Go to Kazakhstan!

A bird’s eye view of Astana (aka Nursultan), the capital of Kazakhstan. Photo courtesy of Travel Triangle

Observing the discussions about visas [for Russians wishing to escape to the EU], I want to note how detached they are, in a way, from real life. It sometimes seems to me that this discussion is more about how Russians imagine “the West” than it is about helping actual people.

For many reasons it is more advantageous and convenient for certain people to leave, for example, for good old Kazakhstan. Why?

First, [Russia’s] longest land border is with Kazakhstan. There are numerous border crossings, and planes fly to and from there. This is one of the fastest and cheapest ways for many people to leave Russia.

Second, [Russians] don’t need visas to cross the border [with Kazakstan]. You don’t need a large packet of papers proving you have the right to a long-term stay, and you don’t need to go to a [Kazakhstan] consulate [before leaving Russia]. You can get a work patent and some kind of registration on the spot and remain in the country for a long time.

Third, it is easier to transfer your business there, to register it without losing previous business projects and connections. It is relatively easier to find a new job there or start your own business from scratch. There are still many tools for transferring money from Russia to Kazakhstan and back.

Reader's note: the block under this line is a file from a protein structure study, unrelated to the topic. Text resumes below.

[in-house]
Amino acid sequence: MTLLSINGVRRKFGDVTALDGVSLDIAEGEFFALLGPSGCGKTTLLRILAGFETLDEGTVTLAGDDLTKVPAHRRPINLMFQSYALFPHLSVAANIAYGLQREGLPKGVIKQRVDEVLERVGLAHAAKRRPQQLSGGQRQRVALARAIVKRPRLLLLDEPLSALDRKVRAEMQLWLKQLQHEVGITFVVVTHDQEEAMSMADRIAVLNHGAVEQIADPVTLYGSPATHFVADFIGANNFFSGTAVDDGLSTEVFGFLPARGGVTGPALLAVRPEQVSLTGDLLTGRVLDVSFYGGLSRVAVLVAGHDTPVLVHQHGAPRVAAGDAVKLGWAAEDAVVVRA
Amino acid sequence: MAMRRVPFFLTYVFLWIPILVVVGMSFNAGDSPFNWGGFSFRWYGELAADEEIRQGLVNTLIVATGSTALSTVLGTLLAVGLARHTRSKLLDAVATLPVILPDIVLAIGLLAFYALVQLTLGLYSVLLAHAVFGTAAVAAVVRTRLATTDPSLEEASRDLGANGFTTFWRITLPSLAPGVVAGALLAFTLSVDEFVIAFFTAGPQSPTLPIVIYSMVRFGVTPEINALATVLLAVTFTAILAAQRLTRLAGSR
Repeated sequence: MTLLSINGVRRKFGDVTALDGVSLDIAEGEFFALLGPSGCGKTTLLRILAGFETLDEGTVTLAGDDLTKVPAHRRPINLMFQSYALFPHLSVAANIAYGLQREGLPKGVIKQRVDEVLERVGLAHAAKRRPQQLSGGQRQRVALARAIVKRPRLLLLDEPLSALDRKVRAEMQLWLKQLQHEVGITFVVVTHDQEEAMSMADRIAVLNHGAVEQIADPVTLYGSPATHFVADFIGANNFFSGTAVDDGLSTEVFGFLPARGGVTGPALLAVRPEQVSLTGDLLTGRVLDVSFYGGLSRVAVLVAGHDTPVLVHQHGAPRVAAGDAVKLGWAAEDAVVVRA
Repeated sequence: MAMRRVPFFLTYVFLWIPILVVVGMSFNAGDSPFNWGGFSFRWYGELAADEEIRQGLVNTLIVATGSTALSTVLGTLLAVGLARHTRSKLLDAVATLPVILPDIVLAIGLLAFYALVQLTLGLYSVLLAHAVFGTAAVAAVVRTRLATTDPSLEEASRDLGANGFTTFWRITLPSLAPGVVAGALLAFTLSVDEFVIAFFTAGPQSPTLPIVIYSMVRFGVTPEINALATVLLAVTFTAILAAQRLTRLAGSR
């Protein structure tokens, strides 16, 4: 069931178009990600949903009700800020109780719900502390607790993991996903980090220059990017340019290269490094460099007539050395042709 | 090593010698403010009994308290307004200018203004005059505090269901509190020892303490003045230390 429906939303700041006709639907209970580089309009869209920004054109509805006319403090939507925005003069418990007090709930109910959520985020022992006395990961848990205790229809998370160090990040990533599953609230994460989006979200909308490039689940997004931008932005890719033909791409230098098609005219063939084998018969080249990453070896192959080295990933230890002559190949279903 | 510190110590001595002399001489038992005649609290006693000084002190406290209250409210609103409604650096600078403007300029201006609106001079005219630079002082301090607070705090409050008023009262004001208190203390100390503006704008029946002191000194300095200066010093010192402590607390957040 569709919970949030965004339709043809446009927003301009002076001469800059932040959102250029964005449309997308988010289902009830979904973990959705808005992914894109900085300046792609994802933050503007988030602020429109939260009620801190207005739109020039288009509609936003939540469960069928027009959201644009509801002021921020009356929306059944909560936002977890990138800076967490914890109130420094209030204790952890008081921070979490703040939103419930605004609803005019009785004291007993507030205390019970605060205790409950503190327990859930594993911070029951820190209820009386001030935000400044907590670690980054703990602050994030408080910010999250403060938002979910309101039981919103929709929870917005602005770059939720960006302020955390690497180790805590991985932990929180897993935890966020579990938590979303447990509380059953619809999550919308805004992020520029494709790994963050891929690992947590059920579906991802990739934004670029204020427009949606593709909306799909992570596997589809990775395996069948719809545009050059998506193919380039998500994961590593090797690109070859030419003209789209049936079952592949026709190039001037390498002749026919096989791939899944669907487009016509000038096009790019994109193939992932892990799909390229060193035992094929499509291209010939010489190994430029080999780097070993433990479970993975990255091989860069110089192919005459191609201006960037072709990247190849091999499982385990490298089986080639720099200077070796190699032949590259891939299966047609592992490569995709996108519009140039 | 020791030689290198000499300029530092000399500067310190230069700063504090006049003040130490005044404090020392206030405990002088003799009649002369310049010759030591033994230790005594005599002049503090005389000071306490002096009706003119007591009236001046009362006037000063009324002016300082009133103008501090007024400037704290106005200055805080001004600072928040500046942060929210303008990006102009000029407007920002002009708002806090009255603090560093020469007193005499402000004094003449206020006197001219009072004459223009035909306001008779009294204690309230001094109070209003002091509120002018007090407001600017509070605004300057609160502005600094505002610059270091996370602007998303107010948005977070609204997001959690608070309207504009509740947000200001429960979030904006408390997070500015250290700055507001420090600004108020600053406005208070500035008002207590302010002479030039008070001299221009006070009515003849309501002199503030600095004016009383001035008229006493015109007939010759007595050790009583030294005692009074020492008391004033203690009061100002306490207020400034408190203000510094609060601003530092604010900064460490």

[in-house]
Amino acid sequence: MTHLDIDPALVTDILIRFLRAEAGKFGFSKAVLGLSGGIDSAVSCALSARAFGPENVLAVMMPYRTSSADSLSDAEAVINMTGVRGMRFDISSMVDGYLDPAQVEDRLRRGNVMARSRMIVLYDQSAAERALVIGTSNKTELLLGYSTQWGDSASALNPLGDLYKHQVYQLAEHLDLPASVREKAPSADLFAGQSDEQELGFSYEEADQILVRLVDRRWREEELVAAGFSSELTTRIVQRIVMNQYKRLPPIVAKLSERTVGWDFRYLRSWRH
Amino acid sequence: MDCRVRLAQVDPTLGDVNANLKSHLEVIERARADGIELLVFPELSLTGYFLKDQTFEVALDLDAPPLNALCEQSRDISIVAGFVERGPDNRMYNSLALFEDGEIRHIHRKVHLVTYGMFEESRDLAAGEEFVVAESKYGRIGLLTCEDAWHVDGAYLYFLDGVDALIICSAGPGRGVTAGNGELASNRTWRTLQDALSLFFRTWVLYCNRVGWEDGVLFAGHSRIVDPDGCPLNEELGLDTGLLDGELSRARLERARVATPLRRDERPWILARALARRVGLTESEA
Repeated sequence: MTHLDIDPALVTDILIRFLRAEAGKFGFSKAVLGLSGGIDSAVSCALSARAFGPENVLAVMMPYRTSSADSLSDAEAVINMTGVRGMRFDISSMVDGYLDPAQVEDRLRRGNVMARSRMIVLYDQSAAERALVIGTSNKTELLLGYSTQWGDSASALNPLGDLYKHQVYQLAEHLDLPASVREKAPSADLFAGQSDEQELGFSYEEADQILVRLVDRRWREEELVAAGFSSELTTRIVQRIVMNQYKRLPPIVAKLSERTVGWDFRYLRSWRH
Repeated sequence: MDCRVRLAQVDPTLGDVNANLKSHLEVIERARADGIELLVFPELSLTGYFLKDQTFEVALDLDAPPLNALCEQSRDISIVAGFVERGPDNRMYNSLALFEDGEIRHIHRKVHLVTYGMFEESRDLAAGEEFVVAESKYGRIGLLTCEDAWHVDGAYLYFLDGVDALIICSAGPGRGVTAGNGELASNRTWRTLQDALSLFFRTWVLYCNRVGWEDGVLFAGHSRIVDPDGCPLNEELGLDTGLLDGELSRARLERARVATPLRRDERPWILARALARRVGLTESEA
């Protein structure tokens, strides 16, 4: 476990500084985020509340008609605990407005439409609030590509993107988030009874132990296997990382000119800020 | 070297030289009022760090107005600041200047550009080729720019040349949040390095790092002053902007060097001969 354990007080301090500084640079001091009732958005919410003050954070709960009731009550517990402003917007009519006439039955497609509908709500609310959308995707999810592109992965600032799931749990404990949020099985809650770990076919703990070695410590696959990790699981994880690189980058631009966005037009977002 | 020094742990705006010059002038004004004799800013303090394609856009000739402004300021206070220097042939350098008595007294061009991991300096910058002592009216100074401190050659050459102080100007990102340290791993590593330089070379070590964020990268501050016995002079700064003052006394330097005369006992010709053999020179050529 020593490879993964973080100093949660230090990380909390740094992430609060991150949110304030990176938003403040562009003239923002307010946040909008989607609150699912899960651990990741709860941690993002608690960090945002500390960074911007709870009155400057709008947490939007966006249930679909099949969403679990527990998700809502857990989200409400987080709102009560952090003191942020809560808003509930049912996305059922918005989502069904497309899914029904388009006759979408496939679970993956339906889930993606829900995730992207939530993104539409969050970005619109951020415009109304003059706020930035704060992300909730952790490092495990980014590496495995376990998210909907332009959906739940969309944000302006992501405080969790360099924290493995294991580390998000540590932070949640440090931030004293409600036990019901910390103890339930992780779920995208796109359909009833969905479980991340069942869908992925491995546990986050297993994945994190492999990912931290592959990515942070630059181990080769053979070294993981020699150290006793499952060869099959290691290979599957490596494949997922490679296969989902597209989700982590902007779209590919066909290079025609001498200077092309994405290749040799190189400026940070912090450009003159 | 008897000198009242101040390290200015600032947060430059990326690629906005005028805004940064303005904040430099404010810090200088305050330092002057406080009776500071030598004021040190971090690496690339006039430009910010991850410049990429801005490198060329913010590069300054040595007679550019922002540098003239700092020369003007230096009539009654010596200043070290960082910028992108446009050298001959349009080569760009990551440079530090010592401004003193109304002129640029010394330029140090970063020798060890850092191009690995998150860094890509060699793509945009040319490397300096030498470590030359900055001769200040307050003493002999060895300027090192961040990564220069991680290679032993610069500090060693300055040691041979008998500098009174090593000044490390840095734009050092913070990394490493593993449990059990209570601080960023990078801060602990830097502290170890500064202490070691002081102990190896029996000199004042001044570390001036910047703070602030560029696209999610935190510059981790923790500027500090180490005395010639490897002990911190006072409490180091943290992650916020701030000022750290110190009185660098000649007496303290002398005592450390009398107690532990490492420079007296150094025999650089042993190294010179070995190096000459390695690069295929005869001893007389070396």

Fourth, it is a relatively cheap country: the prices are comparable to Russian ones.

Fifth, [Kazakstan] is still a culturally congenial country. The Russian language is widespread, and many of the bureaucratic rules and habits of everyday behavior in general are similar.

That is, generally speaking, from an “average Joe” point of view, good old Kazakhstan looks at the moment to be a more preferable place to go for very many people than good old Europe does. What follows from this? It implies the need, if we are talking about helping those who have left, to come up with a strategy for interacting with the conditions in Kazakhstan by establishing a dialogue with local politicians and officials, with society and its leaders, with the local media. In the end, this strategy should involve acquiring a basic knowledge of the language, culture and history of Kazakhstan, cultivating an attentive attitude to our own stereotypes and language, and getting rid of imperial habits. Europe and the West in general should be invited to cooperate with Kazakhstan in providing this assistance.

Еuropean visas, in fact, are hardly the main problem.

Source: Sergey Abashin, Facebook, 29 September 2022. Translated by the Russian Reader. I have featured Professor Abashin’s always invaluable and well-grounded reflections and observations on such topics as immigration policy in Russia and Russian attitudes to Central Asian migrant workers on many occasions on this website.

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